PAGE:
Self-Supervised Learning (SSL) models have a lot of potential, but their downsides deserve attention, too.
Machine learning is a fast-moving field, with new, exciting innovations emerging all the time. This rapid advancement quickly produces solutions to pressing issues, but it also makes it easy for technologies to gain serious momentum before people fully understand them. Self-supervised learning (SSL) is one such technology.
In SSL, models train themselves by using one part of their data to predict and label others. It works similarly to unsupervised learning but focuses on drawing conclusions from information rather than clustering or grouping.
With 59% of global executives accelerating their investments in ML, it’s important to take a step back to understand these technologies before fully embracing them. Here’s a closer look at the pros and cons of self-supervised learning.
Pros of Self-Supervised Learning
The world’s rising interest in SSL is understandable. This technology offers several significant advantages over supervised and semi-supervised approaches to ML. Here are a few of the most substantial.
One of the biggest benefits of SSL is how it streamlines the machine learning process. Conventional supervised learning approaches require data scientists to go through each data point and label it manually. In Google’s Inception V3 model, that would mean tagging 1.2 million data points individually. That takes a considerable amount of time.
SSL provides a way around that issue by automating this part of the process. There’s far less manual involvement because the model learns to label and classify its own information. That frees data scientists to focus on other tasks while streamlining the labeling process through ML’s noted efficiency over manual work.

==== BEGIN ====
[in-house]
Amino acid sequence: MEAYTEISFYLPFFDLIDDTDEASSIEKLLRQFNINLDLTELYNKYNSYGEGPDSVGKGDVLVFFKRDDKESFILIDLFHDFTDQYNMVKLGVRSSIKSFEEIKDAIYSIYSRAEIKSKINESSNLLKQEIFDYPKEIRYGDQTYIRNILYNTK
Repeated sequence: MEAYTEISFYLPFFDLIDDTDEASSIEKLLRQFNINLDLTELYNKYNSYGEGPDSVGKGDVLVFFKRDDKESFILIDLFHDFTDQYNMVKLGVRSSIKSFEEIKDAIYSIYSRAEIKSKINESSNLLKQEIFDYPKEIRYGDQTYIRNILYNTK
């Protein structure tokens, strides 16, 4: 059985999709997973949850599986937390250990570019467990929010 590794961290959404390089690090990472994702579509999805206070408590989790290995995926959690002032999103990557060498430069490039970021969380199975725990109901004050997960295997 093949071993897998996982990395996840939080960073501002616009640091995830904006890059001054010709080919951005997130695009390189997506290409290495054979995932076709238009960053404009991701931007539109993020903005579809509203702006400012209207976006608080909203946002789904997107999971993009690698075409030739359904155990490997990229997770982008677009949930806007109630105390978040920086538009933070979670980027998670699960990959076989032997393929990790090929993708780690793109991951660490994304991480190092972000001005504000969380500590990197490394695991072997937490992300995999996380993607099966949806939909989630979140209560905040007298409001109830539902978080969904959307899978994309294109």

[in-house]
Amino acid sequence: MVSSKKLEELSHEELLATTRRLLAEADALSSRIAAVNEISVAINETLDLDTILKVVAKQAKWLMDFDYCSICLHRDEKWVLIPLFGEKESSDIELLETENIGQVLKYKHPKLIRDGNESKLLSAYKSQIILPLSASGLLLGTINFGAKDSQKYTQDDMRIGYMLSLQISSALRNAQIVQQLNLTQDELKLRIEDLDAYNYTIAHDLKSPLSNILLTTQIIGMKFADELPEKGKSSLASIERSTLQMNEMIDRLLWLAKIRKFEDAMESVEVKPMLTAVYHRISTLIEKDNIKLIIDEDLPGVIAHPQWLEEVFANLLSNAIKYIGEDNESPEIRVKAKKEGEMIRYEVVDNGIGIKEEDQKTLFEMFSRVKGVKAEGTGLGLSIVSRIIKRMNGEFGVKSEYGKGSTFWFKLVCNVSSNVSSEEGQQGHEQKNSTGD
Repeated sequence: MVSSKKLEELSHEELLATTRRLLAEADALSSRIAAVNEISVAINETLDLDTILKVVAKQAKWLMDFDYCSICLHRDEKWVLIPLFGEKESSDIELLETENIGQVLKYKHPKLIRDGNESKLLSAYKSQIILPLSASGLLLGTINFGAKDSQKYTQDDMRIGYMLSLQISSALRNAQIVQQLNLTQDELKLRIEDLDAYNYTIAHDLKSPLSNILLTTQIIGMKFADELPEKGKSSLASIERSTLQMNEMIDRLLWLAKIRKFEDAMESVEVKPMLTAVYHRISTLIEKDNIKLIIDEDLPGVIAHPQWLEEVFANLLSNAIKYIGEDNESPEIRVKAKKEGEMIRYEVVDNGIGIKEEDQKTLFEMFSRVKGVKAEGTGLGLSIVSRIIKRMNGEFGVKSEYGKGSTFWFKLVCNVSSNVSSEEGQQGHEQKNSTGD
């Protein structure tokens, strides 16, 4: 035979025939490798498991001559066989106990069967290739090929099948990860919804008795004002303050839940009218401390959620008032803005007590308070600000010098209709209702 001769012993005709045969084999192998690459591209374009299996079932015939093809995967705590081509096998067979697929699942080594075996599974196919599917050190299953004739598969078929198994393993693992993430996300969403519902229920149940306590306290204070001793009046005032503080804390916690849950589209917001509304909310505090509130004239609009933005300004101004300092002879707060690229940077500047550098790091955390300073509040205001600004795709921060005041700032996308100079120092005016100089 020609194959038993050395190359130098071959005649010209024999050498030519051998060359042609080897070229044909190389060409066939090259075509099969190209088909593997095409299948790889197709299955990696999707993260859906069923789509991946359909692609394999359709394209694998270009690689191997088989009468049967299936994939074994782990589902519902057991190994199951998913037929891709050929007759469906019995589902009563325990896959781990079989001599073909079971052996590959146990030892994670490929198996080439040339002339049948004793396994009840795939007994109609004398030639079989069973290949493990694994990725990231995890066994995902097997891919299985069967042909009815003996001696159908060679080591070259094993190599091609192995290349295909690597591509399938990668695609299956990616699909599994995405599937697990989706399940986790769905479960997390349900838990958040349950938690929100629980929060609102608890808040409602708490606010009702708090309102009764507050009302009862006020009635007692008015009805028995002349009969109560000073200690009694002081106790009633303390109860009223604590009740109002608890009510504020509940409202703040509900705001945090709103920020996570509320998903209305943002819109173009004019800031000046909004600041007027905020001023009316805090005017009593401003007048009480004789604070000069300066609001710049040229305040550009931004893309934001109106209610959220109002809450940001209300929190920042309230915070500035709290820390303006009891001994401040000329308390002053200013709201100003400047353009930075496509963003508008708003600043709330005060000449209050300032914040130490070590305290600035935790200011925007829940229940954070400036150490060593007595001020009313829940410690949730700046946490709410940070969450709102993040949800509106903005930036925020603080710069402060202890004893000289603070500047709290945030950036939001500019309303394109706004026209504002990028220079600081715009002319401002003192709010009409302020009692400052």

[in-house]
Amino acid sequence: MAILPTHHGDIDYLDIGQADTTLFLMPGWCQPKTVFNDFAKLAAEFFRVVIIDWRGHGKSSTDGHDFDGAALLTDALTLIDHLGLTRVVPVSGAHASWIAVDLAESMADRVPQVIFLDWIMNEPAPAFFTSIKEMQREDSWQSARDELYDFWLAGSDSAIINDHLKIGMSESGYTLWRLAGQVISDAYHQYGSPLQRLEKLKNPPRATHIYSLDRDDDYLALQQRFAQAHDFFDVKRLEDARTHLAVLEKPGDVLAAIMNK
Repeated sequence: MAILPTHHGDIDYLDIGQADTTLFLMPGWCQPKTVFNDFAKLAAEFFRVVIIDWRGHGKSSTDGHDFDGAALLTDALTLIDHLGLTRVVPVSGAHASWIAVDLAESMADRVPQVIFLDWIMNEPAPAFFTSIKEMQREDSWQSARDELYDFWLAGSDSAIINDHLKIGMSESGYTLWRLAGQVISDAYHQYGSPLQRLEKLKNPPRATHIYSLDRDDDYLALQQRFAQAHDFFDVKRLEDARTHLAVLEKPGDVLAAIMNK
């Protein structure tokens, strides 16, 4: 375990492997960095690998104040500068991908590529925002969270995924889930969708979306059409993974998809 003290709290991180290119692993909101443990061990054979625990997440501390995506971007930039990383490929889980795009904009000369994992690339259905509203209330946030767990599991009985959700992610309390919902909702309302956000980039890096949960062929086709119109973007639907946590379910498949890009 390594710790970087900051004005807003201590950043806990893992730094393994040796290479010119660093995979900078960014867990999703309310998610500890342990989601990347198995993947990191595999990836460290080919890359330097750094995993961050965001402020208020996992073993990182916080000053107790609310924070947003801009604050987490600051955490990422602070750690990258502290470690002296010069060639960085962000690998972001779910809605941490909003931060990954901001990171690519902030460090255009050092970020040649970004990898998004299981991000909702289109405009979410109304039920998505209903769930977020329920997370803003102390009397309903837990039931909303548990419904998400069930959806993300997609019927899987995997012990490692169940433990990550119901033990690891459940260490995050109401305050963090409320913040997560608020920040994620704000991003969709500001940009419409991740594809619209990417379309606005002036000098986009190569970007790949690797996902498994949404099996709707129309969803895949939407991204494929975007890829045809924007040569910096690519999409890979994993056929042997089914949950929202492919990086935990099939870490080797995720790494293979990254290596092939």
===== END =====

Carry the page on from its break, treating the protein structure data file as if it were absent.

This efficiency makes complex ML models more accessible to teams with tighter schedule restraints. Getting a model up and running earlier will also help adjust and deploy it faster, helping achieve a faster return on investment.
Similarly, self-supervised machine learning can lower the costs of training and deploying ML models. One of AI’s primary draws for businesses is that it’s more cost-effective than human employees, but extensive training expenses can hinder that.
Tagging ML datasets can cost anywhere between a few cents to multiple dollars per label. When dealing with more than a million data points, that will incur incredible total costs. SSL reduces these expenses by automating much of the process, minimizing labor-related expenses for the project.
SSL also applies to future learning and model adjustments, so these cost savings extend across the model’s entire life cycle. Creating and optimizing advanced ML models could become far more affordable and accessible as a result.
These speed and cost benefits make self-supervised models a more scalable solution. A business’s machine learning needs will change as it grows and adapts. Models are rarely perfect after their initial programming, even apart from these dynamic needs. ML models need ongoing tweaking and improvement, which can be expensive with manual approaches.
Scaling an ML model or refining it often involves introducing larger datasets. Managing this increasingly sizable and complex information manually will quickly become unfeasible. With persistent tech talent shortages limiting teams’ manual resources, automation is an essential tool for this expansion.
SSL reduces the workforce burden of retraining, refining or scaling ML models. Businesses investing in these technologies can ensure they’re getting the most out of their investments.